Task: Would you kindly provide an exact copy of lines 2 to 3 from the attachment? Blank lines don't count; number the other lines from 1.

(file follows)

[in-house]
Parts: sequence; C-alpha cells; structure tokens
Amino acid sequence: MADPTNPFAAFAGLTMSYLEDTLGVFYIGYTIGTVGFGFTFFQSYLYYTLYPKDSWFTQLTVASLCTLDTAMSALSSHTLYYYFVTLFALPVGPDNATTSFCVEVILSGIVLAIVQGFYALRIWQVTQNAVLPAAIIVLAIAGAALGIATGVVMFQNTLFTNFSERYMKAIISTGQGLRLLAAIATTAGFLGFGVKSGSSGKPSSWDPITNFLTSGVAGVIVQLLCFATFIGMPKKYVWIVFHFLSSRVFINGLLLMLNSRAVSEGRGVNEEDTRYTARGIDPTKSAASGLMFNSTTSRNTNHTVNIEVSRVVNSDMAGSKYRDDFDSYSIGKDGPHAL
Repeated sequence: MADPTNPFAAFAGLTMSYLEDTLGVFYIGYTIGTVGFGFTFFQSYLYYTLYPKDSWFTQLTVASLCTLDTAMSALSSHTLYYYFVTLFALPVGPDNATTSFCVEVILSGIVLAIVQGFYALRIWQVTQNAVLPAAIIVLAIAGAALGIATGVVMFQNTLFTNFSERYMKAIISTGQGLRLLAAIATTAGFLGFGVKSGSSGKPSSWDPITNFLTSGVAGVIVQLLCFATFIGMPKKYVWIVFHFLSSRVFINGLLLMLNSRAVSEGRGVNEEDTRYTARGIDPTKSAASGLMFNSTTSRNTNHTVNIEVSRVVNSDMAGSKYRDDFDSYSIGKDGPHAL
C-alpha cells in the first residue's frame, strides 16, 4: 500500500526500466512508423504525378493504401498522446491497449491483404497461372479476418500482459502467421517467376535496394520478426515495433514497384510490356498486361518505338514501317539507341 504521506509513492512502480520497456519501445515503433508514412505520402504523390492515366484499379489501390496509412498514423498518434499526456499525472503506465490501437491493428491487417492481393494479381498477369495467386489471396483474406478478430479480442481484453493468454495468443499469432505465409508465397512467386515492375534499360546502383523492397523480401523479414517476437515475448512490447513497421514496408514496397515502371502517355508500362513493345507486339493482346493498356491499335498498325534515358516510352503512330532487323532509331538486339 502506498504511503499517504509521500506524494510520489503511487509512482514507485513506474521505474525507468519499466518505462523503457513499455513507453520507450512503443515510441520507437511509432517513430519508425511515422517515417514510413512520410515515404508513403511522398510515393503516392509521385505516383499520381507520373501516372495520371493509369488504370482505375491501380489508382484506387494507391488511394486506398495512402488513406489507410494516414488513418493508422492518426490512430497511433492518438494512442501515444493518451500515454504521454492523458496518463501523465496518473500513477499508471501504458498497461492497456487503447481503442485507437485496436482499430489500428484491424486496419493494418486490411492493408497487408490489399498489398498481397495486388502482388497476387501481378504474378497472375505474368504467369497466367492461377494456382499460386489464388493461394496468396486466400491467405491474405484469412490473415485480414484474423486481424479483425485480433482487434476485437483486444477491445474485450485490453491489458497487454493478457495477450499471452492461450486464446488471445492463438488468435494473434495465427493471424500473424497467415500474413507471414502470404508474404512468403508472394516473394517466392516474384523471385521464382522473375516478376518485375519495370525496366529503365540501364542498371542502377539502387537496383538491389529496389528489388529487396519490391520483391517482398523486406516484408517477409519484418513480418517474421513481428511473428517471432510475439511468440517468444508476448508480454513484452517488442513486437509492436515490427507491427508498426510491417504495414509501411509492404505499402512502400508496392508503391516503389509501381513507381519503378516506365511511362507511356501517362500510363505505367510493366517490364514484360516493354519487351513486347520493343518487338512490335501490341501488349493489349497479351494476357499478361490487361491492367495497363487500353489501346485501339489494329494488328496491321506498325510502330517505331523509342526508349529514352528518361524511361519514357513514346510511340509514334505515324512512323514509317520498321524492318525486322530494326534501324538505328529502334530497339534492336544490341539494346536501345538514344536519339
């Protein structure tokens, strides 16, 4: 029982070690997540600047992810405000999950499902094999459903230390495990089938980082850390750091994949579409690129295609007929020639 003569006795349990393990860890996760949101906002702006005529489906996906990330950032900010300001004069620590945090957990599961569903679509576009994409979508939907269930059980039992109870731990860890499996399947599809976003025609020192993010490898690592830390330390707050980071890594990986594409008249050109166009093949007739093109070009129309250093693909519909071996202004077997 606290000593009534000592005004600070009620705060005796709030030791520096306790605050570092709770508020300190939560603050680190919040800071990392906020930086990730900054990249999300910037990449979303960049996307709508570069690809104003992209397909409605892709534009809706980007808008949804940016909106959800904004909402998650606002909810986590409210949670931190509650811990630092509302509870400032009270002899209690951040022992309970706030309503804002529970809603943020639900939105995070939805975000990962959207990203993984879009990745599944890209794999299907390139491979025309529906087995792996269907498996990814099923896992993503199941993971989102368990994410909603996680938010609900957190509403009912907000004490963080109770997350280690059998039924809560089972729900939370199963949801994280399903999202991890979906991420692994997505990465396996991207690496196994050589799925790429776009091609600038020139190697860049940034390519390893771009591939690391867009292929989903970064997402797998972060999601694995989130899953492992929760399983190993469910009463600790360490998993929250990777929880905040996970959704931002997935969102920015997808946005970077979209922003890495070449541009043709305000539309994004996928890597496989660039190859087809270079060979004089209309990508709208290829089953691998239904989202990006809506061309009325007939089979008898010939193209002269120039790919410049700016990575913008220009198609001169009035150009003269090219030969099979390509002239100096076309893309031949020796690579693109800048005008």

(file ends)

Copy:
Parts: sequence; C-alpha cells; structure tokens
Amino acid sequence: MADPTNPFAAFAGLTMSYLEDTLGVFYIGYTIGTVGFGFTFFQSYLYYTLYPKDSWFTQLTVASLCTLDTAMSALSSHTLYYYFVTLFALPVGPDNATTSFCVEVILSGIVLAIVQGFYALRIWQVTQNAVLPAAIIVLAIAGAALGIATGVVMFQNTLFTNFSERYMKAIISTGQGLRLLAAIATTAGFLGFGVKSGSSGKPSSWDPITNFLTSGVAGVIVQLLCFATFIGMPKKYVWIVFHFLSSRVFINGLLLMLNSRAVSEGRGVNEEDTRYTARGIDPTKSAASGLMFNSTTSRNTNHTVNIEVSRVVNSDMAGSKYRDDFDSYSIGKDGPHAL